- and then an even smaller area with greater knowledge. Now if you follow this
to the limit, to the nth degree, what will happen is that these specialist doctors
will learn more and more about less and less until they come to the stage
where they will know a lot about nothing.
Well, that can happen of course, but so far it hasn't happened. But the logic
of it is that if you keep on studying a smaller area all the time, eventually
you'll be studying one single cell in the body and you'll know everything
Perdana Discourse Series
about that cell. And then, from that cell you go to the components of the cell
and so on, so that you will be very knowledgeable about almost nothing. But
we think it is useful. We think that we should make use of this methodical
spread and absorption of knowledge in order to improve the quality of society.
Now we know that we cannot go through all the experiences and do all our
research in order to acquire knowledge. Somebody has to do this for us first
and then we learn these things second-hand or third-hand. But there's nothing
wrong with that
Others have done research work and we learn from them. And because
they have done good research work, we can gain this second-hand knowledge
much faster. And that means that we can have more knowledge over time. In
other words, the early people would have some knowledge about some things.
But later on others would add to the knowledge and finally, of course, when it
comes to us, all the knowledge accumulated through the ages would be
available to us - if we want to acquire that knowledge. Of course now we have
come to the stage when the amount of knowledge available is too big for us to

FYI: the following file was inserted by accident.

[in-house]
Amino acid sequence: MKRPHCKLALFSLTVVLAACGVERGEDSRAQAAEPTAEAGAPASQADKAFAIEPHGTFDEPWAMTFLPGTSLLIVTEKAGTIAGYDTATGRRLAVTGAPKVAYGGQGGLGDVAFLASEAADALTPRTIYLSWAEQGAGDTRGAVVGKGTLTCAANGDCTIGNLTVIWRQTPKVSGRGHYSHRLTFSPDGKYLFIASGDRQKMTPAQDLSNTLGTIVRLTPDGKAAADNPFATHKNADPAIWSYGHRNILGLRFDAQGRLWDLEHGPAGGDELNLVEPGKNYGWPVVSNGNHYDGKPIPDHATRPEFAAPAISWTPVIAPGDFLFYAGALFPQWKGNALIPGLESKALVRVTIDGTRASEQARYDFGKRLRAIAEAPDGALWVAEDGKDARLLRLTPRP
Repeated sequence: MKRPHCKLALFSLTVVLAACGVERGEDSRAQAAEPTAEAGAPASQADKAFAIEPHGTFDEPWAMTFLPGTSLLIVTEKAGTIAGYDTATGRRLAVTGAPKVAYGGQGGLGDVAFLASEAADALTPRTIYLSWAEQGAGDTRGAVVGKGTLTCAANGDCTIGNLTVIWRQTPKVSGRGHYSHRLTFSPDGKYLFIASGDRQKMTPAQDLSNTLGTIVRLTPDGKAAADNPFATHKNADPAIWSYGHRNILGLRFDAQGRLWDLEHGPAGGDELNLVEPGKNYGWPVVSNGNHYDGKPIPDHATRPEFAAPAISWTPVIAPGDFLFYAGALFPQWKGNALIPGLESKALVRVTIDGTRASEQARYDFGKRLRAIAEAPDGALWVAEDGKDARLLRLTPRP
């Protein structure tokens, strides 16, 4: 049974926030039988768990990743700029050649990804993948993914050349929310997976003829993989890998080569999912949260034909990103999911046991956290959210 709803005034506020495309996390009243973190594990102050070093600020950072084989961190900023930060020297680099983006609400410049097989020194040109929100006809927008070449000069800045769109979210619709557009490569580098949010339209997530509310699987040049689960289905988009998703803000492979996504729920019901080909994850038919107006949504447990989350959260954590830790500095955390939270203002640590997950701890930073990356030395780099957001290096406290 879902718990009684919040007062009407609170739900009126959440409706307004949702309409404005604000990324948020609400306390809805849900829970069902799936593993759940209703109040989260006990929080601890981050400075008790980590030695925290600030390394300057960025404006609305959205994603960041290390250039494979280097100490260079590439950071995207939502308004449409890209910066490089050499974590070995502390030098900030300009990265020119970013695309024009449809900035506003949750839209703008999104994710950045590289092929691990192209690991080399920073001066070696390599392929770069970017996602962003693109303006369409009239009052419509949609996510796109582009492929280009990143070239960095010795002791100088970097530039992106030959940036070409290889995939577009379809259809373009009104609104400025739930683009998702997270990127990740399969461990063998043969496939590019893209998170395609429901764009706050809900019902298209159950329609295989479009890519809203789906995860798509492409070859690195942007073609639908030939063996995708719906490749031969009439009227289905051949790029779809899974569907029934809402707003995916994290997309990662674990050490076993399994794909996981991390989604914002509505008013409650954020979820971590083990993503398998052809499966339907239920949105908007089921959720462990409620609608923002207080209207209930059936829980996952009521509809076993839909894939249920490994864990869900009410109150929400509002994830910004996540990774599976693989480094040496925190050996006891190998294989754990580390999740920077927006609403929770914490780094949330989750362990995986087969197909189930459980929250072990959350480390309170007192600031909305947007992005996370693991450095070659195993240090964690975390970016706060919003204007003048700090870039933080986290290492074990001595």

learn. So even at a young age you may have to specialise. But that does not
matter because there are other people specialising in other areas. So within a
society, there would be people knowledgeable about all kinds of subjects and
that society would be a very educated society.
Now why do we need education? It is simply because we want to avoid the
mistakes of the past By learning about what happened in the past, we would
know what was right and what was wrong. And we would reject what was
wrong and carry on with what is right I like to quote from the sayings of
George Santayana (I think people have heard me quoting this, maybe this is a
little bit boring, but to me it is a very important saying), what he said was that,
"Those who forget the lessons of history are condemned to repeat their
mistakes over and over again." So when you learn something, it must be from
the past It maybe from yesterday, it may be from a hundred years ago, it may
be from a thousand years ago. It maybe from Socrates. Or it maybe from Karl
Marx. So the process of learning has been going on, and we can access and
recognise what was good, what was bad, avoid what is bad and carry on with
what is good, and use the knowledge that we have in order to better society
Education
Knowledge for knowledges sake is, of course, not really worthwhile. There
are some people who feel that they must know about things. Whether it is
useful or not does not matter. But some societies can afford that. I'm told that